The Best Place to Die, and Affordable Healthcare


If we are to treat healthcare services the same way we treat other services in terms of assessing and evaluating affordability, then many existing paradigms in our healthcare system will need to change.  For one thing, we must know the price of services before making the decision to purchase – this will apply both to selecting a plan as well as selecting where to get health services.  Yes, many dynamics are at work with transparency of healthcare service charges, and to be sure life-or-death decisions are not like any other service we purchase.  Nonetheless, no consumer can determine if something is affordable, unless he/she knows the cost of a particular treatment.

As consumerism takes hold across healthcare services, patients (consumers of services) need to have access to as much accurate information as possible in order to make the best, most appropriate decisions regarding their healthcare and quality of life.  Consider La Crosse, Wisconsin, which has been dubbed “The Best Place to Die.”  About 96% of the adults who have died in La Crosse had an end-of-life care plan.  These plans, which include advance directives, not only allow people to carefully consider various services and outcomes well in advance, they have greatly reduced healthcare costs.  According to a report on National Public Radio, on a per patient basis, La Crosse-based Gundersen Health System spends less in the last two years of life than any other place in the U.S., about $18,000 compared to the national average of $26,000.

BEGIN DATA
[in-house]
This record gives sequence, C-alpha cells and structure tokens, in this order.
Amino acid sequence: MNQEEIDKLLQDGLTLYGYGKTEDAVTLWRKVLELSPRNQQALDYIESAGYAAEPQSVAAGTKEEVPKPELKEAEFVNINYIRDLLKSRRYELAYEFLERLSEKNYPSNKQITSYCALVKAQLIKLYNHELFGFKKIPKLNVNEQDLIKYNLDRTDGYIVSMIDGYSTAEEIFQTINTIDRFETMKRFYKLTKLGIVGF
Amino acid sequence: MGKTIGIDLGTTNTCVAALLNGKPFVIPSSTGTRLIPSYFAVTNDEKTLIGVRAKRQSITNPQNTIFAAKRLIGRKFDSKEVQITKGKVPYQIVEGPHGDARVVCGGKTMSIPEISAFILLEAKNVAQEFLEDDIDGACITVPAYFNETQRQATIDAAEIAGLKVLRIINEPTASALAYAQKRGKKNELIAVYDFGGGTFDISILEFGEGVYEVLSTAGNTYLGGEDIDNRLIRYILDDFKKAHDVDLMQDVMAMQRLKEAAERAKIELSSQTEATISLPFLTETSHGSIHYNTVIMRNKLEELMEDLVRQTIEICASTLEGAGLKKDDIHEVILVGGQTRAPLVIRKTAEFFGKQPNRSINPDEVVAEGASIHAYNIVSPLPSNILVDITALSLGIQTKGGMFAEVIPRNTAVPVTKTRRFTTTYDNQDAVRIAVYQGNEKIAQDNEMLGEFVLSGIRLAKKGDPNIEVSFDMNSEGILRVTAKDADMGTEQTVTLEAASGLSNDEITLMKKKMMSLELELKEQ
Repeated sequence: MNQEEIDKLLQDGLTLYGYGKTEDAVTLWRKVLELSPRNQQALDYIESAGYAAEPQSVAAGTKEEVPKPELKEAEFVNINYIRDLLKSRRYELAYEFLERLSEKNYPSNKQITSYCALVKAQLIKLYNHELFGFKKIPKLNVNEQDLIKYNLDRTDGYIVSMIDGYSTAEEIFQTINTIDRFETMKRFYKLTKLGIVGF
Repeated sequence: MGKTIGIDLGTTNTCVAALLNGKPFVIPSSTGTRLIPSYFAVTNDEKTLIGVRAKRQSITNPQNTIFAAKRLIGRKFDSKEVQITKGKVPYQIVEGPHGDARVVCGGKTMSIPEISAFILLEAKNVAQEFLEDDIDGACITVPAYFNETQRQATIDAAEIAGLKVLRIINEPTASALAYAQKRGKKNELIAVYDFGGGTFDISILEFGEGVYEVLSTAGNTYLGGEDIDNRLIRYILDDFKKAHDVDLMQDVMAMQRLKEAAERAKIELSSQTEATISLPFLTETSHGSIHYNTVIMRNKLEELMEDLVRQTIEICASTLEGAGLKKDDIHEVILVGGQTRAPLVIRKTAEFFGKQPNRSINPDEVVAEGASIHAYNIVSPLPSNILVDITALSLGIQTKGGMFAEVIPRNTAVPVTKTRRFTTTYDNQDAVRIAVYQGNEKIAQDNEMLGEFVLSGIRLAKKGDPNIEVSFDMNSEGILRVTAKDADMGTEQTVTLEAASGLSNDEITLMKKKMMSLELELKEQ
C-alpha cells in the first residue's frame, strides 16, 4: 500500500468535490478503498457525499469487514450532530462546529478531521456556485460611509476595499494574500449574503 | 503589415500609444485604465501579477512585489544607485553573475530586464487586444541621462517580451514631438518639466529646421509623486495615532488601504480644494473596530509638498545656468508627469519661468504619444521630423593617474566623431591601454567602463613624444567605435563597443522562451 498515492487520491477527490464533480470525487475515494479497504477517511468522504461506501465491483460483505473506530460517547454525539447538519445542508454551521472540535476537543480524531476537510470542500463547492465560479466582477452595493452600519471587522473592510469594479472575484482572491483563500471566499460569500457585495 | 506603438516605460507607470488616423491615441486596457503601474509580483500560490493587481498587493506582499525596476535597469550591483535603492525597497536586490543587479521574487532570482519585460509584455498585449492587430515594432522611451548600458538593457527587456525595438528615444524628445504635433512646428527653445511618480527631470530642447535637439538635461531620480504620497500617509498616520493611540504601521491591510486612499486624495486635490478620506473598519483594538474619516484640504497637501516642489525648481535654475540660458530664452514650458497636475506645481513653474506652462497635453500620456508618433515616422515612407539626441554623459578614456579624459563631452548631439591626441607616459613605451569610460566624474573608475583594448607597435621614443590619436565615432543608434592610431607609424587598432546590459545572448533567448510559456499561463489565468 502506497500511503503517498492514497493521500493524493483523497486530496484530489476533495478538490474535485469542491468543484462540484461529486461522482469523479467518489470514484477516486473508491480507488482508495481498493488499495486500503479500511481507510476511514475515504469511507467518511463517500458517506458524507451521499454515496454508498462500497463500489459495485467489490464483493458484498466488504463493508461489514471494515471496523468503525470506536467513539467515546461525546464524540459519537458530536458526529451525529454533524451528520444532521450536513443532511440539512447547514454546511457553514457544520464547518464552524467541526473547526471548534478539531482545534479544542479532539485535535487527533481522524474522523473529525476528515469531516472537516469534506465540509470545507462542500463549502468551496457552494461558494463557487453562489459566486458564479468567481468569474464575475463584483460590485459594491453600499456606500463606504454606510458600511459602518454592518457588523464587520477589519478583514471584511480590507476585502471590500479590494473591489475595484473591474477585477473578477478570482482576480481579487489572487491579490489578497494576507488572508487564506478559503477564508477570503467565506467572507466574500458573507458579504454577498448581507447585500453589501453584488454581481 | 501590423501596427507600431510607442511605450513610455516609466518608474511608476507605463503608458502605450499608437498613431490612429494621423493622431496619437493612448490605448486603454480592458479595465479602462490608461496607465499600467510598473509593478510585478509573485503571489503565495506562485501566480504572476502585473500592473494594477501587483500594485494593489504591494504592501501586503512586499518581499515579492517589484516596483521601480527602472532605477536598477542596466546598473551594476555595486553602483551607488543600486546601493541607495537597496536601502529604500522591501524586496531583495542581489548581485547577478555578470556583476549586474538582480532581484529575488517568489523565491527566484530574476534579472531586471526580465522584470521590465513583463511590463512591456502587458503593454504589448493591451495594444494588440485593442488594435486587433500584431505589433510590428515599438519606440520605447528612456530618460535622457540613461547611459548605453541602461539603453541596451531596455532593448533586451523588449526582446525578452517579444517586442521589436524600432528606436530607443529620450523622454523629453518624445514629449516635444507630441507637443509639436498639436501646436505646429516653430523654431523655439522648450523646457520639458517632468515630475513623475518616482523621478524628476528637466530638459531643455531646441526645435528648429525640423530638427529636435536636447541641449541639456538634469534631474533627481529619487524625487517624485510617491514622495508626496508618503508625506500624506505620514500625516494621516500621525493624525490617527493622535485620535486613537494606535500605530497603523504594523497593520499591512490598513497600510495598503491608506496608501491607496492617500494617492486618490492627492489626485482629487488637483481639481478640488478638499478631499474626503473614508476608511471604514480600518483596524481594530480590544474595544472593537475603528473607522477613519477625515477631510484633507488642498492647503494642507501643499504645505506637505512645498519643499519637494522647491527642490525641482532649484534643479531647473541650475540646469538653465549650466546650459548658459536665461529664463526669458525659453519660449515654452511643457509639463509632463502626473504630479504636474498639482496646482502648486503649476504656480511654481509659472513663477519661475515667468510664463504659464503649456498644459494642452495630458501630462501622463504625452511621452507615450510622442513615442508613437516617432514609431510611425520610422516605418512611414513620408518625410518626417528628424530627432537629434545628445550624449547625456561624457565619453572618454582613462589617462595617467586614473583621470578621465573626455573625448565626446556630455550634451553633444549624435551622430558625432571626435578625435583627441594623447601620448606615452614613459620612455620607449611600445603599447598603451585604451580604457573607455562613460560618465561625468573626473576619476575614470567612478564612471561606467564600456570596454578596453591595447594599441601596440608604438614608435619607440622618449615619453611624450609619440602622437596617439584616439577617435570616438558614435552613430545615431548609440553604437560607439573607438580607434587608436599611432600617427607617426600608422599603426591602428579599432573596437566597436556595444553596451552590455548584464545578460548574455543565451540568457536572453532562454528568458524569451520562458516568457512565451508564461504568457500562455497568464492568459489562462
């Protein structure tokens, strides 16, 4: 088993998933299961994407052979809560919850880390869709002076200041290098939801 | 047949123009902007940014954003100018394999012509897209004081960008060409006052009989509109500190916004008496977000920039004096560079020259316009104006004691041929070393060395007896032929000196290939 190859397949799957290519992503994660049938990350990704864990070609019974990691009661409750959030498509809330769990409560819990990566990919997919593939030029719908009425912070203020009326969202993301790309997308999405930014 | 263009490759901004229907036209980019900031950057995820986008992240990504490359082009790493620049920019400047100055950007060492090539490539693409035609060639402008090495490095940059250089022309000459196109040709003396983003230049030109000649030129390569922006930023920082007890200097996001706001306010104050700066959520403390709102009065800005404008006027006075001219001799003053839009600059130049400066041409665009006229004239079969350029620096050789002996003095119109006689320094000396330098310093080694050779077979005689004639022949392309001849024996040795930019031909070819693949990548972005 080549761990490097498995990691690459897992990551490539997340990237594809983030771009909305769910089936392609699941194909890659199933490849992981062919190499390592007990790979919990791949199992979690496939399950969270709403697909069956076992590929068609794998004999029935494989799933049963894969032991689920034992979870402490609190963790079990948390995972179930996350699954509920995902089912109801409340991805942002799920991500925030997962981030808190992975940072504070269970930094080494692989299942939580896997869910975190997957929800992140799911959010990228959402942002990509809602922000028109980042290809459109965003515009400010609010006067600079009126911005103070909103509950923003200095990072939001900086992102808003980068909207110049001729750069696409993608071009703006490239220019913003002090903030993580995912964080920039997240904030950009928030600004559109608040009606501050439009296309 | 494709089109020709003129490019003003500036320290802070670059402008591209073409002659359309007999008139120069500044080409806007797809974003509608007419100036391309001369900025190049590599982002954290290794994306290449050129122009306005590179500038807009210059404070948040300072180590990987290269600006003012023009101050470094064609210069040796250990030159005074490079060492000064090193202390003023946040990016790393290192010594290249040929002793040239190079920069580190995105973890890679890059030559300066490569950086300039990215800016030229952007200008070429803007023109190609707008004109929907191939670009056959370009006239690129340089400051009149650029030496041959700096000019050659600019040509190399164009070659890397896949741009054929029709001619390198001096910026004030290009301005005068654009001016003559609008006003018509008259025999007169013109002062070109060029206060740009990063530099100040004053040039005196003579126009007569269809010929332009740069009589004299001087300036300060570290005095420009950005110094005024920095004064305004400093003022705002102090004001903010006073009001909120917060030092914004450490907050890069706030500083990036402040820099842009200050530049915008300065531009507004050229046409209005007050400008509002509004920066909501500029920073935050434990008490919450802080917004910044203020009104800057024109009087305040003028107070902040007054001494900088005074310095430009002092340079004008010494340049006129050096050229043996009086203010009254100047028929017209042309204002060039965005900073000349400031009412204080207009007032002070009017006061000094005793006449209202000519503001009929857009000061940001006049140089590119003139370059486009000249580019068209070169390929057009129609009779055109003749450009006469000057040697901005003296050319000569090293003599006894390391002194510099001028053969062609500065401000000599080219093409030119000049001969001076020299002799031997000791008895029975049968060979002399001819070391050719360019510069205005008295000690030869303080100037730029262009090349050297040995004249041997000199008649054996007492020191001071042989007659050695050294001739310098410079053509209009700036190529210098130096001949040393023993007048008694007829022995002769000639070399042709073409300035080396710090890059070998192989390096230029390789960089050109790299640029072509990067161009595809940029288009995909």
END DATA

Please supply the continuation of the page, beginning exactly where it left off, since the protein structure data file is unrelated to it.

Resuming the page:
Individuals creating an advance directive answer a set of questions regarding what treatment they want (or don’t want) in a crisis situation. While none of the choices presented have a price associated with it, the choices people make most often result overwhelmingly in a less costly last two years of life. In other words, end-of-life decisions are motivated not by affordability but by quality of life for the patient and their loved ones.  The fact that many people choose to decline treatment (healthcare services) that would have otherwise been performed absent a directive, means that quality of life choices can also result in a positive financial outcome.

Ultimately, decisions based on affordability can’t be separated from choices based on quality of life Hospital systems and affordable care organizations need to recognize this and position their consumer-facing efforts and investments accordingly.  Electronic health records for patients are amassing big data volumes.  Hospital information systems are capturing a growing list of data attributes including patients’ advance directive choices.  Mobility applications are allowing consumers to access and update all of this data via anywhere, anytime, and any device convenience.

While government regulation continues to drive healthcare organizations to comply with statutory laws, the real business differentiator for payers, providers and healthcare supply chain companies is how they improve the overall experience for their customers in terms of visibility into costs and clarity of options.  To stay viable, healthcare companies must make sure their customers can answer the question, “is healthcare affordable?”

About the author

Mr. Chang is a Director, within the Energy, Life Sciences, and Healthcare (ELH) vertical. Richard brings nearly 30 years of experience within the advisory services and strategic sourcing industry. He has broad and extensive expertise across the entire Information Technology and Business Process outsourcing life-cycle, from assessment and strategy to contract negotiations and operational governance. He is responsible for client relationship development and advisory services delivery for ISG’s Healthcare clients.